Darin Preis grew up in a family of educators and remembers dinner discussions that revolved around the successes and challenges in the classroom. His upbringing inspired him to keep education a priority, which is one of the reasons he decided to run for the Columbia School Board.
Preis said the board could use his expertise to bring a new perspective to early childhood education and to further work to close the achievement gap. Preis said being the director of the Missouri Head Start, State Collaboration Office has prepared him to deal with important school board issues.
“Most of my work is focused on young children and programs around the state,” Preis said. “It is kind of nice to see that my own home community is working on that very issue, and I think I can bring that perspective and expertise to the board and really help them as they address the issue of early childhood.”
Cande Iveson, early learning policy analyst for Citizens for Missouri’s Children, has known Preis through work since he first came to Columbia. She said Preis is especially qualified for the school board because of his experience working with diverse groups and early childhood learning issues.
“I believe that Darin has a unique combination of professional and personal traits that make him extremely well-qualified to serve on the school board,” Iveson said. She described him as thoughtful, hard-working and energetic.
Preis said his job experience has prepared him for handling the gap between students who perform well and those who fall short of standards.
“A lot of the work I do is with families with low income, and I know that that can be a factor in the achievement gap,” Preis said. “I’m really anxious to work with the school board and Dr. (Phyllis) Chase and the district on affecting that gap.”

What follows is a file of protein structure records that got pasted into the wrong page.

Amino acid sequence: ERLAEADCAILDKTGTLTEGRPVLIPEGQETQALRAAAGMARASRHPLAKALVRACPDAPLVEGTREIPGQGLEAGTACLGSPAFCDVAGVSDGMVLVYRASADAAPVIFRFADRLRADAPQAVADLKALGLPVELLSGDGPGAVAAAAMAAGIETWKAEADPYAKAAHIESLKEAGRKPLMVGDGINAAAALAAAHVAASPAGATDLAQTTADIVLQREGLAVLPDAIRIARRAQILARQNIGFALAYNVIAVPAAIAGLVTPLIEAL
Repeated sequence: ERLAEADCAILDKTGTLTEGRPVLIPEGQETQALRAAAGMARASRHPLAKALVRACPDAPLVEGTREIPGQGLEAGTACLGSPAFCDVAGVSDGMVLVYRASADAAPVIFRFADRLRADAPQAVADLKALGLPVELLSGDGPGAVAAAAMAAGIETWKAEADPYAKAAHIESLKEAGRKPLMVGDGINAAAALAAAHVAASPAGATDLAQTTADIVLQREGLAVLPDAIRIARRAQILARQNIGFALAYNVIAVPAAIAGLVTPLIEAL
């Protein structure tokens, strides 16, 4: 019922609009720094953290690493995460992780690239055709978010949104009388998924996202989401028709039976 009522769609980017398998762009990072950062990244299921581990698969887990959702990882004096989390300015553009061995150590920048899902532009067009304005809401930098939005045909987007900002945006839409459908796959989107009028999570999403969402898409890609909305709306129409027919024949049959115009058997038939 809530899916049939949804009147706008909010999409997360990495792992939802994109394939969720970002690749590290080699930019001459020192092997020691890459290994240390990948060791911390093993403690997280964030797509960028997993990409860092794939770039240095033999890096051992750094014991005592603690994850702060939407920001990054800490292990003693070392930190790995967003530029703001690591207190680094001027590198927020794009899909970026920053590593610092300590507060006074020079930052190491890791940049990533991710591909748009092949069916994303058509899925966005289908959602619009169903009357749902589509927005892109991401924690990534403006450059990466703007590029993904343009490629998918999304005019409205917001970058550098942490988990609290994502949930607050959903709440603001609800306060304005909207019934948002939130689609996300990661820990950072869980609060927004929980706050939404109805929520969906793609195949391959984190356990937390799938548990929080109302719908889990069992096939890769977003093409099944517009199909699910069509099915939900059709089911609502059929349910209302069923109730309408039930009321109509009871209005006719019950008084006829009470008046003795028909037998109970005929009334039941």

Preis said flexibility and support are necessary to effectively deal with standards set by the federal No Child Left Behind Act.
“I know that teachers and administrators really want to do the best things for kids, and I’m sure that our federal education policy is the best way to get at that,” he said. “So I’m interested in just working with the board to support teachers and administrators.”
Nutrition in schools is another issue that interests Preis. He would like to see vending machines removed from high schools.
“We know that obesity has tripled in our country in the last 30 years, and I just don’t think that school districts should be part of the problem,” Preis said.
Overall, Preis said Columbia schools are excellent, and he wants to help keep them that way.
“I’m really proud of the school district in this community,” he said. “I’m proud that my son is going to go to school in Columbia. I’m just excited about the opportunity to serve the community in this way and maintain that level of standards that Dr. Chase and the school district has set.”